Hat's Off to Barbour's Beacon Heritage Collection
Barbour's New Collection Shows Innovation with a Key Historical Perspective
You wait a while for a Barbour feature and then two arrive in quick succession. But it would be remiss of The Tweed Pig not to mention Barbour's limited edition Beacon Heritage Collection.
The collection was created in collaboration with Japanese designer Tokihito Yoshida, who took his inspiration from the British countryside. Tokhito is renowned for his academic approach to design and thoroughness in construction. Here he has applied it to a collection that reveals a knowledge of Barbour's archive and colour palette.
It's good stuff. I just hope that with all the fashion talk around Barbour, they don't follow Burberry on to the catwalk and set adrift from their heritage. Yoshida, with his confessed Anglophilia, seems like a safe pair of hands. His almost obsessive attention to detail can be seen in the complexity of the The Spey Fishing Jacket (below), which is constructed using 240 pieces. But it's not complexity without reason - the jacket is built for purpose.
You Can never Have Enough Pockets
Yoshida has said that he likes jackets that also serve as bags, so that you don't need to carry one. I know what he means. I sometimes wear my 3/4-length Barbour Border, with its important Made in England label, just because of the huge internal poacher's pockets. It's pictured at the top with my ancient wax hat. I re-applied wax to the hat myself and rather overdid it. But it keeps the rain out. The hat's kept in one of the poacher's pockets for sudden showers.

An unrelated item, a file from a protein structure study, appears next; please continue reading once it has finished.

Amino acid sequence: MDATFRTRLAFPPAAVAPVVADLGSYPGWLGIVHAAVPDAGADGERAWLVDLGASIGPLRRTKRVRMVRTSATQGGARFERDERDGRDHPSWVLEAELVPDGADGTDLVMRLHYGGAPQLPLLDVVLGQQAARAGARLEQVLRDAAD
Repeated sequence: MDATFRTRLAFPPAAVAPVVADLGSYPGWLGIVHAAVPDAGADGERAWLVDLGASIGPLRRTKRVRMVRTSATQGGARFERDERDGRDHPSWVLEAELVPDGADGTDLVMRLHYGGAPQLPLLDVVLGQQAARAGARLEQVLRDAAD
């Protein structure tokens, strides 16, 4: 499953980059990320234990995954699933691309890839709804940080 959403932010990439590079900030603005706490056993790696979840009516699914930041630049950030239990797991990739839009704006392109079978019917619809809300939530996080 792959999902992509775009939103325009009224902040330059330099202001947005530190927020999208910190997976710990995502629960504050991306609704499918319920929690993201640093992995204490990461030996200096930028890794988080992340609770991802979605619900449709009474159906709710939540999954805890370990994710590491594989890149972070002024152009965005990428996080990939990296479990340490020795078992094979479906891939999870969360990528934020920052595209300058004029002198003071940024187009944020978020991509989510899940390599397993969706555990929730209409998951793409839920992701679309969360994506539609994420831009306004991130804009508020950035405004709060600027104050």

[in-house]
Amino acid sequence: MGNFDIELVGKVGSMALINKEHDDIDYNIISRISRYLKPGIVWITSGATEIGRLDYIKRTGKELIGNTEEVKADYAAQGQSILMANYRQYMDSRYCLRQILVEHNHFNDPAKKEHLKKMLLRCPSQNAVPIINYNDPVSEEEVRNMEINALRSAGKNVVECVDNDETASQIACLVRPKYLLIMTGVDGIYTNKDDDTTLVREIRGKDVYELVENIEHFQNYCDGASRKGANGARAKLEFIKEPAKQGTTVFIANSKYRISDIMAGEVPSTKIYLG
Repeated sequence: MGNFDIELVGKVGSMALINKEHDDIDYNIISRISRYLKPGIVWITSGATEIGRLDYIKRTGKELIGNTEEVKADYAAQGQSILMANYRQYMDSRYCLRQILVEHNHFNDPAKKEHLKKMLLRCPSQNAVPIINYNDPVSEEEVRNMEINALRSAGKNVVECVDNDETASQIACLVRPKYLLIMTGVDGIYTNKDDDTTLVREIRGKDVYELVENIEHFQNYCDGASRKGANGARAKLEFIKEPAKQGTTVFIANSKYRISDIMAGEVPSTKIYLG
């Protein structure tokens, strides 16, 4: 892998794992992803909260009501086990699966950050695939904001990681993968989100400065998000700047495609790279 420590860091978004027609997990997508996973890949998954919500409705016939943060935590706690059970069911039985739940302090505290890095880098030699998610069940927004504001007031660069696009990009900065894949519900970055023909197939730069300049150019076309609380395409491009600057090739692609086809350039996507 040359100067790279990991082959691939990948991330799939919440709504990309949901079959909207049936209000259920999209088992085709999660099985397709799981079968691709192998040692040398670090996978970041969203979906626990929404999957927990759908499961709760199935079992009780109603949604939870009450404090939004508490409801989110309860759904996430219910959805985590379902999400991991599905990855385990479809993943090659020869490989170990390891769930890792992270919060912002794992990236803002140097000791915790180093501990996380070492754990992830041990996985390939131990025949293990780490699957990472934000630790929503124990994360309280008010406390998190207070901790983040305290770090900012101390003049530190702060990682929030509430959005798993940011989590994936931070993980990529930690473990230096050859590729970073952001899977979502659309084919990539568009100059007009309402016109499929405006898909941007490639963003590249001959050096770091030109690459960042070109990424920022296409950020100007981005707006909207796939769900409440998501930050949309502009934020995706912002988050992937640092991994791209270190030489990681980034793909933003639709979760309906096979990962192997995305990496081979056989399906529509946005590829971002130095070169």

The Beacon Heritage Collection includes tweed coats for the great outdoors. There's no compromise on functionality. My favourite, the Oates (below), has a waterproof laminated Shetland wool tweed outer, which was inspired from a button-up tunic from Barbour's archive. It has leather buttons, is buggy-lined in ventile and has a zipped game pocket for all your hunting or rambling essentials - hip flask, Romney's delicious Kendal Mint Cake, cigars and so on.
Tweed Thought: With classic options like this available, why do people choose those insipid jackets in migraine-inducing colours you get in camping shops?